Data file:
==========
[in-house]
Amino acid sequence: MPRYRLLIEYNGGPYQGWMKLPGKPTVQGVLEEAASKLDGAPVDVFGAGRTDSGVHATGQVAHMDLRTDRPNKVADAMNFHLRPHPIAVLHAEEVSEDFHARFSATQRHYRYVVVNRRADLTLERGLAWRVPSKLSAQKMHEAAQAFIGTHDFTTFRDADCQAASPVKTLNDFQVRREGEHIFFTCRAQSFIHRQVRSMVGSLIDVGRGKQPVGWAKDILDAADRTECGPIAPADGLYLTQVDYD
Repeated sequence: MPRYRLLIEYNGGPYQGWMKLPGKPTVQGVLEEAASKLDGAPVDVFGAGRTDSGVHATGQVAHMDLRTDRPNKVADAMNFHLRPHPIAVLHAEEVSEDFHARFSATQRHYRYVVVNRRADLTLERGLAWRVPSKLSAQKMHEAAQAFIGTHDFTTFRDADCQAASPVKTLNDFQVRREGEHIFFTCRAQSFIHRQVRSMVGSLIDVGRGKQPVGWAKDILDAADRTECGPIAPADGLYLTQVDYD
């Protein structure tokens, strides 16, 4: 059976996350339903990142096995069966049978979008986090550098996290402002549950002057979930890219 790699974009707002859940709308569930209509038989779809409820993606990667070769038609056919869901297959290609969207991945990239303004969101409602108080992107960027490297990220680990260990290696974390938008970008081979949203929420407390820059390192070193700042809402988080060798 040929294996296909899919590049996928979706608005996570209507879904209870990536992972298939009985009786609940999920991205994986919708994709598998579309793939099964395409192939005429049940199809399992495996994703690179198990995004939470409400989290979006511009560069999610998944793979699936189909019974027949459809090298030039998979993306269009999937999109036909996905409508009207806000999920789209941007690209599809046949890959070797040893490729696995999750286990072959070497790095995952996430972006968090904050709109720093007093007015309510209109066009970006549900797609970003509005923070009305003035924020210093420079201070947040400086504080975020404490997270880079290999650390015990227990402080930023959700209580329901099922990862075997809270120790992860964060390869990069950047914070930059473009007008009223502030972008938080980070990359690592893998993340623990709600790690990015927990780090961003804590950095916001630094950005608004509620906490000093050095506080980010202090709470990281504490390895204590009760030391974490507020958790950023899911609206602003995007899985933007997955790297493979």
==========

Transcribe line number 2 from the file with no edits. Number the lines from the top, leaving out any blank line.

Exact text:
Amino acid sequence: MPRYRLLIEYNGGPYQGWMKLPGKPTVQGVLEEAASKLDGAPVDVFGAGRTDSGVHATGQVAHMDLRTDRPNKVADAMNFHLRPHPIAVLHAEEVSEDFHARFSATQRHYRYVVVNRRADLTLERGLAWRVPSKLSAQKMHEAAQAFIGTHDFTTFRDADCQAASPVKTLNDFQVRREGEHIFFTCRAQSFIHRQVRSMVGSLIDVGRGKQPVGWAKDILDAADRTECGPIAPADGLYLTQVDYD